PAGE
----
Sometimes, we know something is missing, but we just don’t know what.
Photoshop is good at hiding stuff. Consider how many toolbar options there are. Consider how many sub-menu options are under each one of those. And how many drop-down box choices are even still under those. It’s staggering!
But it gets worse.
Beyond what’s on your desktop program, ready to use, Photoshop keeps a vast amount of options stored on your hard drive, (usually your C -drive) but not loaded onto your desktop version for immediate use. It stores all kinds of additional brushes, actions, filters etc. for use only when you need (and load them manually) into your current program.
The PUZZLE FILTER is a good example. You already have the capability to create a puzzle, but you probably never knew it. That’s because it’s one of those hidden (on your C-drive) files that you have to call up when you want it.
To create a puzzle from any photo, load your photo into Photoshop in the usual manner, then create a duplicate layer and name that layer PUZZLE.
Next, go to the FILTER menu and choose TEXTURE
Under that, choose TEXTURIZER
You’ll now see a little drop-down box. Click the arrow and then click on LOAD TEXTURE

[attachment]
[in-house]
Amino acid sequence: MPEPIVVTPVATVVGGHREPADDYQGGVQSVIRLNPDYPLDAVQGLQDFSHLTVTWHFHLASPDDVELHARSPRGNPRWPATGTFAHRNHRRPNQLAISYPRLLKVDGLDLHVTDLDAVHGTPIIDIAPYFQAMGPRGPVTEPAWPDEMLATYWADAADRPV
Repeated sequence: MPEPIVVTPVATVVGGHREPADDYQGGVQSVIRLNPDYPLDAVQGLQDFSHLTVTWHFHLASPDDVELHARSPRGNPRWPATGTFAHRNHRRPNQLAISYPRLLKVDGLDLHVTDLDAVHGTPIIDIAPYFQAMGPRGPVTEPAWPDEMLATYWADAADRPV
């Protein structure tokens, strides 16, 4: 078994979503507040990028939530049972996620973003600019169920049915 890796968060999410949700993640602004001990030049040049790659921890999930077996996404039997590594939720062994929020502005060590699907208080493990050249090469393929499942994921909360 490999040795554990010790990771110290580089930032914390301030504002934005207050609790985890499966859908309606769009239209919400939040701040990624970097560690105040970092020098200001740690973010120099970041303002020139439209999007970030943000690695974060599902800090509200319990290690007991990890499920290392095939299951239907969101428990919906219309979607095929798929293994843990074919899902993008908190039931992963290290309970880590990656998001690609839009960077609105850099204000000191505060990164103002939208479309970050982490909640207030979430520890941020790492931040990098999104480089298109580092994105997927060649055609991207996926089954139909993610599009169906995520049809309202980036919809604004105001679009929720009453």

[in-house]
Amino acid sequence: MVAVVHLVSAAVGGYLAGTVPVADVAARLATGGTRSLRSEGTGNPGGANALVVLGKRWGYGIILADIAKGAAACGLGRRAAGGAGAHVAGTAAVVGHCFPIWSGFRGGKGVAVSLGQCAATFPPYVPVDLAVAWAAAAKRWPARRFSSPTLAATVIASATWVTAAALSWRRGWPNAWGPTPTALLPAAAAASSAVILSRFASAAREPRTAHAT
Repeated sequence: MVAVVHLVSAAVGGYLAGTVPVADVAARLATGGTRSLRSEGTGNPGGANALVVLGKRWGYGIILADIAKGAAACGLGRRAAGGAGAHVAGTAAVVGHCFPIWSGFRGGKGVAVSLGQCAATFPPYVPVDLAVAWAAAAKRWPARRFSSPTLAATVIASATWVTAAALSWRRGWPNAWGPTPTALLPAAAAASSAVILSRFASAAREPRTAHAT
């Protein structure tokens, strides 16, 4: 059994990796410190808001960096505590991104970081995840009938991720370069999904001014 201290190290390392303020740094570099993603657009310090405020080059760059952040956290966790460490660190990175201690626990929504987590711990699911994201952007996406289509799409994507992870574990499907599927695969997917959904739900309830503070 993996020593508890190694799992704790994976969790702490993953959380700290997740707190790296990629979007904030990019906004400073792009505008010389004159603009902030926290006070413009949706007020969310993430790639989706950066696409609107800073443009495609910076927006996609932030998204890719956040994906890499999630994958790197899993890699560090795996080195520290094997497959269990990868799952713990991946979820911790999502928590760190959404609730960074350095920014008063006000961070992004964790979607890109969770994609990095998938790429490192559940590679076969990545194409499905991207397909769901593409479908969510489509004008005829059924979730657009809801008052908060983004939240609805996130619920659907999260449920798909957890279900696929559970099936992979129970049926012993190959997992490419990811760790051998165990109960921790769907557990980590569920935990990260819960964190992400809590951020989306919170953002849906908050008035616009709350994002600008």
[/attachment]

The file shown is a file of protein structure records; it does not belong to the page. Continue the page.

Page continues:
If it’s your first time, you’ll have to tell Photoshop where to find the file. Go to COMPUTER – C-Drive – PROGRAM FILES (or PROGRAM FILES (x86) and find PROGRAMS – ADOBE – PHOTOSHOP
Double click on the PHOTOSHOP file folder and look for a folder called PRESETS
Open that folder and look for PUZZLE.
Select the PUZZLE folder and click the button at the bottom marked LOAD
[You'll only have to go through this long procedure once.
Next time, you'll only need to click LOAD TEXTURE.]
Now, you’ll see the dialog box you want to create your puzzle.
SCALE lets you determine HOW BIG the pieces are
RELIEF set the depth (or shadow darkness) of the piece edges
(You can also change the light direction and have an option to INVERT your choice)
If you want to get fancy with a 3-D effect like the photo shown above. Create a new layer under your puzzle layer, and give that a cardboard color and a bit of texture or pattern to look realistic.
Then, go to your puzzle layer and cut out one or more pieces. You can use the pen tool for most accurate results, but I find the MAGNETIC LASSO tool works just fine for most things, if you remember to click often to set your points.
Once you have the selection complete, go to LAYER – NEW LAYER via CUT to remove this piece. Use the move tool to give it a new location and then give it some shadow to separate it from the photo for that 3-D effect.
While this tip is not included in the Original Photoshop Recipe Book, you will find hundreds of other great Photoshop tips for users of all versions in my “PHOTOSHOP RECIPE CARDS” book.